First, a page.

Drug repositioning

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 Drug repositioning (also known as drug repurposingre-profilingre-tasking or therapeutic switching) is the application of known drugs and compounds to treat new indications (i.e., new diseases).[1]

A significant advantage of drug repositioning over traditional drug development is that since the repositioned drug has already passed a significant number of toxicity and other tests, its safety is known and the risk of failure for reasons of adverse toxicology are reduced. More than 90% of drugs fail during development,[2] and this is the most significant reason for the high costs of pharmaceutical R&D. In addition, repurposed drugs can bypass much of the early cost and time needed to bring a drug to market. It significantly reduces the transition of bench research work to treatment at bedside. On the other hand, drug repositioning faces some challenges itself since the intellectual property issues surrounding the original drug may be complex and from a commercial point of view it may not always make sense to take such a drug to market.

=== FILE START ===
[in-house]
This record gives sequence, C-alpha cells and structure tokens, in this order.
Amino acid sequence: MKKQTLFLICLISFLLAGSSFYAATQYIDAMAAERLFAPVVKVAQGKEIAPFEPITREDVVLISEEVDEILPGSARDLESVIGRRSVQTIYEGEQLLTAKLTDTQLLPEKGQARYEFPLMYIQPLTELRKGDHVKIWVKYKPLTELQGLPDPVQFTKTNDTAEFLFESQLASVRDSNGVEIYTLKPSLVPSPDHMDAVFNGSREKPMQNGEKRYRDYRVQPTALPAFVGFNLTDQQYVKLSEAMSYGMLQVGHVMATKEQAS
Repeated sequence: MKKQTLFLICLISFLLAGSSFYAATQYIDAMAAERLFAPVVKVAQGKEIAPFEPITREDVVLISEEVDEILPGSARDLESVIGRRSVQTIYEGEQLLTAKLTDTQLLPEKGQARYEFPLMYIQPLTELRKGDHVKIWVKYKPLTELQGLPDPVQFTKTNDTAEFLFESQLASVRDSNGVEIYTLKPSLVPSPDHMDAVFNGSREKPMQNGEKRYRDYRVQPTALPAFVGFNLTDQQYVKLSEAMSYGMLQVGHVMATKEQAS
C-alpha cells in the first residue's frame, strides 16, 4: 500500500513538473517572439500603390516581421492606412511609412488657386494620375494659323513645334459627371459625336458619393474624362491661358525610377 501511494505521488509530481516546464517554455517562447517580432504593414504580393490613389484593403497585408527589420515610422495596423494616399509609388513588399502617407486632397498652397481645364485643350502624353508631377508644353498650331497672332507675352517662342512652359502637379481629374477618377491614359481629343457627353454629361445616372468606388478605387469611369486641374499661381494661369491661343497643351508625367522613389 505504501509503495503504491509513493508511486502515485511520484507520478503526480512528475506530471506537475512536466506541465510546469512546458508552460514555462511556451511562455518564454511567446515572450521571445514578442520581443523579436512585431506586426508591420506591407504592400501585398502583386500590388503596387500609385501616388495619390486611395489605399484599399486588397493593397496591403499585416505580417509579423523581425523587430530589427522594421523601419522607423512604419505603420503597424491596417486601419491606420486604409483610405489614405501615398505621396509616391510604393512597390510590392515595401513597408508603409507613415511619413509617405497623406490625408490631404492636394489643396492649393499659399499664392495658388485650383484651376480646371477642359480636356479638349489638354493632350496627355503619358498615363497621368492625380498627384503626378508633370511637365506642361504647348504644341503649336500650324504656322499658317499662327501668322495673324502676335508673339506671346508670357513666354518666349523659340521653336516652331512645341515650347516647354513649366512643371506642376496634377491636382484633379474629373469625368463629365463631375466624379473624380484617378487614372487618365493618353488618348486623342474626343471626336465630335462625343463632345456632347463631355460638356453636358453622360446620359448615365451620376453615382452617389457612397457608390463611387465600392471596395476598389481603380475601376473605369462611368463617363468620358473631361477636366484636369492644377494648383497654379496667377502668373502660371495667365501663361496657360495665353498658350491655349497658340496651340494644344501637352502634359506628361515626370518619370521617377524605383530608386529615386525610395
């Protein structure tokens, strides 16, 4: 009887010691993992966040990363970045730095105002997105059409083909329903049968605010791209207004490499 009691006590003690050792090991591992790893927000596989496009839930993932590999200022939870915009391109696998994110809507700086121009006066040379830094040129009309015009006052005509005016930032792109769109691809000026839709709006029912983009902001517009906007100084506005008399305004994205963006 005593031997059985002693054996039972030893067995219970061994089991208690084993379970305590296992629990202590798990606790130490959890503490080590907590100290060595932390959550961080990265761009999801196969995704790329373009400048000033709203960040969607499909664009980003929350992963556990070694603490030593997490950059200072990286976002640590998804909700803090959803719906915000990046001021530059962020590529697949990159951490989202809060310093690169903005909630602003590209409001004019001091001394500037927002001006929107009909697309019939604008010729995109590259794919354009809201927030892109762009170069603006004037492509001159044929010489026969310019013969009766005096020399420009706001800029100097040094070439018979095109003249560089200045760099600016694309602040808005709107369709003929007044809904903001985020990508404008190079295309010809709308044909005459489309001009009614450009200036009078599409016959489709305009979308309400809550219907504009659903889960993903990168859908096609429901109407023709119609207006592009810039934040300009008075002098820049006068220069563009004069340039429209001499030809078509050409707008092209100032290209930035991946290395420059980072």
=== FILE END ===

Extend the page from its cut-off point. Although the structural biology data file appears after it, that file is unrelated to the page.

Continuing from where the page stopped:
Drug repositioning has been growing in importance in the last few years as an increasing number of drug development and pharmaceutical companies see their drug pipelines drying up and realize that many previously promising technologies have failed to deliver ‘as advertised’. Computational approaches based on virtual screening of comprehensive libraries of approved and other human use compounds against large numbers of protein targets simultaneously have been developed to enhance the efficiency and success rates of drug repositioning, particularly in terms of high-throughput shotgun repurposing.[3][4][5]